We spoke with Erika Swift, the owner of J&E Designs and The Bridal Loft in Phoenix, Arizona, about her experience growing up in a predominantly white community and finding her voice in the wedding industry to advocate for couples of color.Read More
Brooke and Alexandria are a couple who exude warmth. Spend 2 minutes with them, and you feel like you have known them your entire life. They are a couple whose love grew quickly and deeply, and you could not imagine one without the other. Brooke wanted to surprise Alexandria with a session that captured who they are as a married couple and that included some board games, some cuddling, laughter in spades, and that warmth that just brings you into their story.Read More
There’s probably a Pepsi executive out there right now, shaking his head over a half-full decanter, wondering how such a dependable method of advertising failed him. Maybe he’s sitting in a dark room, projecting a YouTube compilation of the 2017 Super Bowl commercials onto the wall, thinking to himself, “What about Budweiser’s pro-immigration commercial? What about Coke’s anti-wall spot? Have we not made it clear that we too stand with the youths? We also believe in music and conversations and hijabs!”Read More
Feminism is touchy for me because I feel it was created (or given the title and taken mainstream) by white women and fails to include black women. Black children, women, and men are my FIRST priority and who I scream the loudest for. So when something puts that second, it's hard for me to carry the title—although I do understand and agree with the views of feminism. I would say I'm an advocate for social justice because I do believe in equality, and I know the system is fucked up. What it all means to me is pulling your head out of the sand and saying, "That's some bullshit, and it's not okay," and then doing whatever you can to change it.Read More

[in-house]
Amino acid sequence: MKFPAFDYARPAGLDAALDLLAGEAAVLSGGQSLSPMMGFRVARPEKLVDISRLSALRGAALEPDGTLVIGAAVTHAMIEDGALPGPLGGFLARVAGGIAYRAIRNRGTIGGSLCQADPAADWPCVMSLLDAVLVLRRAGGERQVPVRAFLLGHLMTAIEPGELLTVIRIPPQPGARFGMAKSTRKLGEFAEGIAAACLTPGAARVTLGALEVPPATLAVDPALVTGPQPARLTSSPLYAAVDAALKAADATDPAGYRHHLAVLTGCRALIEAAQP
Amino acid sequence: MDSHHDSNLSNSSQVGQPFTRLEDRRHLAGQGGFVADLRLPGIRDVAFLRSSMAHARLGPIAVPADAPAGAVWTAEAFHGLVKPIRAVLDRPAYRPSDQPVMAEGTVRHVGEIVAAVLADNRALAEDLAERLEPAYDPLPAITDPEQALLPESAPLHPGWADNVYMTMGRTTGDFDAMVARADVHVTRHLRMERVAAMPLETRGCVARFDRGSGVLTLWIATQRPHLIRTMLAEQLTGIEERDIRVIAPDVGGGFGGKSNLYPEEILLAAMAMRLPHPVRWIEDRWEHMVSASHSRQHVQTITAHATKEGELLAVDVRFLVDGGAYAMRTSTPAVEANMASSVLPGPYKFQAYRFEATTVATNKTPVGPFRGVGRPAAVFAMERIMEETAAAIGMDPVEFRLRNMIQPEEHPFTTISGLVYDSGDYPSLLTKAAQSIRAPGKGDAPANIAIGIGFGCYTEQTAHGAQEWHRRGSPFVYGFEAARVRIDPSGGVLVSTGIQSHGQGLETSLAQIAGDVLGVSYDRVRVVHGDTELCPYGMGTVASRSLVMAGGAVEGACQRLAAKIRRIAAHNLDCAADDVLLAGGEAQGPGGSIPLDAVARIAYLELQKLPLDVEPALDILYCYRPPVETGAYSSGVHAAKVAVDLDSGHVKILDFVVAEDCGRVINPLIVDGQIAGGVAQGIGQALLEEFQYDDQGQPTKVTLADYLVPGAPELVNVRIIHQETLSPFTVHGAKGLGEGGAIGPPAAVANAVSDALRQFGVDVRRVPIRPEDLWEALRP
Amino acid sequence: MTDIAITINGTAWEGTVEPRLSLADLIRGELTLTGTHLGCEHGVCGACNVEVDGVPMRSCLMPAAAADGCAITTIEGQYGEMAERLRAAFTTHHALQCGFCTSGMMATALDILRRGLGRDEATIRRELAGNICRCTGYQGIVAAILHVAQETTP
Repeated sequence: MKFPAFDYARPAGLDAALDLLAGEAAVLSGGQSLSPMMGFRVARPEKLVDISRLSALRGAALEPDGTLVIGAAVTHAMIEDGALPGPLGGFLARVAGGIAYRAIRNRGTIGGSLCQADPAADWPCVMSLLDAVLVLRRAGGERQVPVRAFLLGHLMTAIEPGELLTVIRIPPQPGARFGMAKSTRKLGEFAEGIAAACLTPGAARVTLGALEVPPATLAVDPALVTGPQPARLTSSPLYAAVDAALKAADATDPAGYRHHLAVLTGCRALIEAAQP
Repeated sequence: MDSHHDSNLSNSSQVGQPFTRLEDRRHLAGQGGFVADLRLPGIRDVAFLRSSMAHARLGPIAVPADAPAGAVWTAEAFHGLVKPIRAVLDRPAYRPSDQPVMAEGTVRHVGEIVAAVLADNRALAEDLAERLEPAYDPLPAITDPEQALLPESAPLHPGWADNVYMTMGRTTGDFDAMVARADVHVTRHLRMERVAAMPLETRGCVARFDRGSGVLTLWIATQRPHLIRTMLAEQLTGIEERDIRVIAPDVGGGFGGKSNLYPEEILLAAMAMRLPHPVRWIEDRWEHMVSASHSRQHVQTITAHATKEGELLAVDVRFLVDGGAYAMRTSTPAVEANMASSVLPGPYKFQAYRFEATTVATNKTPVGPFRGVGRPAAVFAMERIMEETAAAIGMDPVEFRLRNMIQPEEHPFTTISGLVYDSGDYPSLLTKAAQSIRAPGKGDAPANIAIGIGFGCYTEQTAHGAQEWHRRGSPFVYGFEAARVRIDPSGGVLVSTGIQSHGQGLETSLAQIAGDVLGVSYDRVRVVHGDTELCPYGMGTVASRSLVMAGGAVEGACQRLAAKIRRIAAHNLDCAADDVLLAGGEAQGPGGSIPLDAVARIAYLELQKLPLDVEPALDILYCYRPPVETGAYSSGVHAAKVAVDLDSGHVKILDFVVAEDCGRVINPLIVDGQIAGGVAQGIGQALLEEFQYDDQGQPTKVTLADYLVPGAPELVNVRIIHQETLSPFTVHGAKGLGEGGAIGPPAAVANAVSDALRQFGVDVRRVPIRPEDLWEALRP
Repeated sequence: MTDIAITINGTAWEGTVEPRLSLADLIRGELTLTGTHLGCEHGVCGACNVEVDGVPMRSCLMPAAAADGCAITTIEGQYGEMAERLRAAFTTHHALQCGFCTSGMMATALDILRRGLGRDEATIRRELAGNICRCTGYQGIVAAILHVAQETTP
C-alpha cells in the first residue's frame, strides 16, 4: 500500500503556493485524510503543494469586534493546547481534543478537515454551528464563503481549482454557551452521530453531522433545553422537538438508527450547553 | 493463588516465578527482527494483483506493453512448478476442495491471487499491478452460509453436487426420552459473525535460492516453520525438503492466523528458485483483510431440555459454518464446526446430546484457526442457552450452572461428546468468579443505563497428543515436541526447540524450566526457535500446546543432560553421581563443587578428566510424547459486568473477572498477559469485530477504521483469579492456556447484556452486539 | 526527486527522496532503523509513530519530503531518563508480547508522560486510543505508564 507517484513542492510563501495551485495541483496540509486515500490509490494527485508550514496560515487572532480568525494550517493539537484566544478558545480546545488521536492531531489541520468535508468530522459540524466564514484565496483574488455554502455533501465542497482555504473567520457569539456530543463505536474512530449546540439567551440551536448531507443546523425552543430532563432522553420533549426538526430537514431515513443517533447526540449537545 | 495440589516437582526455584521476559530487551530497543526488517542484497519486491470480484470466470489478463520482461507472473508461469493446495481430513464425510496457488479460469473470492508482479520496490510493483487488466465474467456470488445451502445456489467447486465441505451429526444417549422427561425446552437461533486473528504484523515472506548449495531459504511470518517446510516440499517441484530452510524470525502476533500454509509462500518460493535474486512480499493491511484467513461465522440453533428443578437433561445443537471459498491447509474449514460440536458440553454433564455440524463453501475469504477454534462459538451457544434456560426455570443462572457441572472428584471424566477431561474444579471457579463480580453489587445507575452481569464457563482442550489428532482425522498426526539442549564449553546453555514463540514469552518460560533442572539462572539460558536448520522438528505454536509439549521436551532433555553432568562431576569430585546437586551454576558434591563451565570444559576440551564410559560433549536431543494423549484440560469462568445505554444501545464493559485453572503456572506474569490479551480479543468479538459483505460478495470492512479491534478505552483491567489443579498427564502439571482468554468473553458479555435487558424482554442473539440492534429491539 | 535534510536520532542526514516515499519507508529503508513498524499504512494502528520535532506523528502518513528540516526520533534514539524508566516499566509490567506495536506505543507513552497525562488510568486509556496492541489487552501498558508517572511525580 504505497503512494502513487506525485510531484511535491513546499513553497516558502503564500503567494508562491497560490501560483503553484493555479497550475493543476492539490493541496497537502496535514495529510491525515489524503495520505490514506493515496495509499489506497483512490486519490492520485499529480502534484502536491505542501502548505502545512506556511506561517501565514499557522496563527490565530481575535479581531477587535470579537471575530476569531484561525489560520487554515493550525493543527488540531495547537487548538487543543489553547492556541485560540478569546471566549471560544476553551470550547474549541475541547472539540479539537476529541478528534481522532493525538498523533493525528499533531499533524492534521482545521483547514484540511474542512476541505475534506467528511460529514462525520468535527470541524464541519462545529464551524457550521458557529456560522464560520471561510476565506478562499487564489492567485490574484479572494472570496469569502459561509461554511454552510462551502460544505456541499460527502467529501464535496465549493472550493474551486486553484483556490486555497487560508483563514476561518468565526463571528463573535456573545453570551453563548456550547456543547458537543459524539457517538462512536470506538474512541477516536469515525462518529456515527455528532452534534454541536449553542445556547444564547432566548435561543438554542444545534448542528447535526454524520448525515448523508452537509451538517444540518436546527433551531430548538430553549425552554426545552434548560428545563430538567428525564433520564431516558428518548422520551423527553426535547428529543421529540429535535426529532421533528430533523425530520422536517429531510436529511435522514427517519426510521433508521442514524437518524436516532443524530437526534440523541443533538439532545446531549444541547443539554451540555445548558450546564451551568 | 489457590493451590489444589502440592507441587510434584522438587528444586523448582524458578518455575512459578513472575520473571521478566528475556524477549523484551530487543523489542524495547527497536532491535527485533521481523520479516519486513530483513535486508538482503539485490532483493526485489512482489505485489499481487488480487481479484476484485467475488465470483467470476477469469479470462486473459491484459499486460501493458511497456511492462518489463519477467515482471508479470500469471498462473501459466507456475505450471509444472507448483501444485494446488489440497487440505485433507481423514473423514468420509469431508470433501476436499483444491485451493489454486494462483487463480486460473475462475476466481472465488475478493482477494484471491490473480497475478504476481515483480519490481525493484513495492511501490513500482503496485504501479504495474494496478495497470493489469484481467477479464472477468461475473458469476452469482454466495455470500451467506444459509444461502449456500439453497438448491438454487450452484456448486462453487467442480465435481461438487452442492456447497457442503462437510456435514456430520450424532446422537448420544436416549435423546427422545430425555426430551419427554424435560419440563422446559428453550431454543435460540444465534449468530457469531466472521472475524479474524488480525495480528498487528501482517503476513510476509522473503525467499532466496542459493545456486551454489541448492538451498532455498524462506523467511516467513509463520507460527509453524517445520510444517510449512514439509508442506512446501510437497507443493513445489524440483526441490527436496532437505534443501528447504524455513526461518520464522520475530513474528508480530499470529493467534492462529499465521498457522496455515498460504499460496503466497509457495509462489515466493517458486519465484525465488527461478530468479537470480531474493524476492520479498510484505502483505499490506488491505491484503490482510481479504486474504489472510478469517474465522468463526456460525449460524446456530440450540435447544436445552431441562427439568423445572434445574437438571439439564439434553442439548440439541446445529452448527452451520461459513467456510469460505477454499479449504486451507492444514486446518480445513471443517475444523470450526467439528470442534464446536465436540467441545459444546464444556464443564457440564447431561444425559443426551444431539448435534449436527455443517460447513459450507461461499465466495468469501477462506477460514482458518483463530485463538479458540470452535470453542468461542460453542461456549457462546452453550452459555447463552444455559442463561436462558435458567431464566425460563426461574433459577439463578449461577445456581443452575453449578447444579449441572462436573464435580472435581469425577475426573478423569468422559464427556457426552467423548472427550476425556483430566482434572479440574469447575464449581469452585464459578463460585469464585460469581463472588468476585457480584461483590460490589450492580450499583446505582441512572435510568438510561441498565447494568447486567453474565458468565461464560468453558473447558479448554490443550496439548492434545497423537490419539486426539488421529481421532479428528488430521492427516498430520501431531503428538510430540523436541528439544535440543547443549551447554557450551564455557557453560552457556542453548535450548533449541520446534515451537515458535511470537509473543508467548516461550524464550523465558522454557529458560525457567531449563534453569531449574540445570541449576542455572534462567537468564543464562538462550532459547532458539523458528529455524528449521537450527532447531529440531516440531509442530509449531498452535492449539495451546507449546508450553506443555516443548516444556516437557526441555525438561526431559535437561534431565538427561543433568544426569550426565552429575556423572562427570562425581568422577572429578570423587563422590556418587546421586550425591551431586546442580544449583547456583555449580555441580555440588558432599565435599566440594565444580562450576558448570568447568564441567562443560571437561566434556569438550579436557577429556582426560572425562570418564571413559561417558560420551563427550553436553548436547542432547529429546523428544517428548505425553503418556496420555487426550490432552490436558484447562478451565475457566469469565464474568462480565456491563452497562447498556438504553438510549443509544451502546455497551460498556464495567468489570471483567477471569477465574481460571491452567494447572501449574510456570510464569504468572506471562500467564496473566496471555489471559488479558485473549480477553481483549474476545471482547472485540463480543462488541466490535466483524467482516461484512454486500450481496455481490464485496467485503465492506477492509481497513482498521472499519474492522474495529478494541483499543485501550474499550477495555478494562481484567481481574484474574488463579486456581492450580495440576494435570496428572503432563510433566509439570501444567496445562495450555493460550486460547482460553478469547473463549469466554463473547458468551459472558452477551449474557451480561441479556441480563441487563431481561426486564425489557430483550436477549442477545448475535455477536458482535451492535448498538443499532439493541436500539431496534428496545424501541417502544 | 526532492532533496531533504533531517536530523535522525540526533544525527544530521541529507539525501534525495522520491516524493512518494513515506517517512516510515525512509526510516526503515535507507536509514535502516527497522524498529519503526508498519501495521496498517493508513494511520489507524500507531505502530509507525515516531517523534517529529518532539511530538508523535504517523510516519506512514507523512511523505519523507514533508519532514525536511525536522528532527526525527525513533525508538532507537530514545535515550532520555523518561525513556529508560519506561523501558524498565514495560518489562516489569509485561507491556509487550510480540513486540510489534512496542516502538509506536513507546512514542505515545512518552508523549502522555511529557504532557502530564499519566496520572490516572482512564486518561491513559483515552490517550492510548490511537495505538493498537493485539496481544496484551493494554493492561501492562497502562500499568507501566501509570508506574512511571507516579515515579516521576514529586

Hey ladies, it's been a minute. Did ya miss me?! So I'm sitting here sippin' this hot tea that I'm so excited to tell y'all about! Today's tea is from a black-owned company called SoRen Tea; I ordered it on their website. Honestly, I usually go to the market and just grab a box of tea because it's just tea, right? But I decided to go online to find some black-owned tea companies to try, and this one caught my eye because it looked so luxe. The tea is a loose tea and comes in a black tin, which I know you already know because you've clicked the link to go support these sisters already. So I got the peach flavor; comment below and let me know which one you're gonna try or if you already knew about this company and I'm late as hell.Read More
Liz: Is there anything else you would like to share with folks reading who are also working to find their own place and their own identity?
Bri: I would say to others that it starts with stepping out of the denial. Don’t deny how you feel or think because it is beautiful, and it is you. Once you stop denying you can start loving, and that extends to yourself.Read More
Black BeauTEA talk is a monthly column, and I look forward to bringing you ladies all sorts of TEA. No, seriously I'll definitely be sharing with you all what tea (as in the drink) I'm sipping as I write each post, as well as what tea (as in the latest news) I'm sipping as far aa beauty tips, tricks, and products for us.Read More
Let’s get it all out in the open. I am a straight cisgender white woman, and the only thing I know I am fully aware of is the fact that I can never understand what it’s like to be a member of the LGBTQ community or a person of color. I can never know what it’s like to be afraid to kiss or hold hands with my S.O. in public. I can never know what it’s like to live my entire life penalized by systemic racism. I can never know what it’s like to be afraid to pray in public. I am blessed with more privilege in my life than I can ever fully account for, and I accept that and acknowledge it. Because of that privilege I don’t think I will feel comfortable calling myself “woke.” I think the best thing that I can aspire to as a straight cisgender white woman is to be “woke-ish.”Read More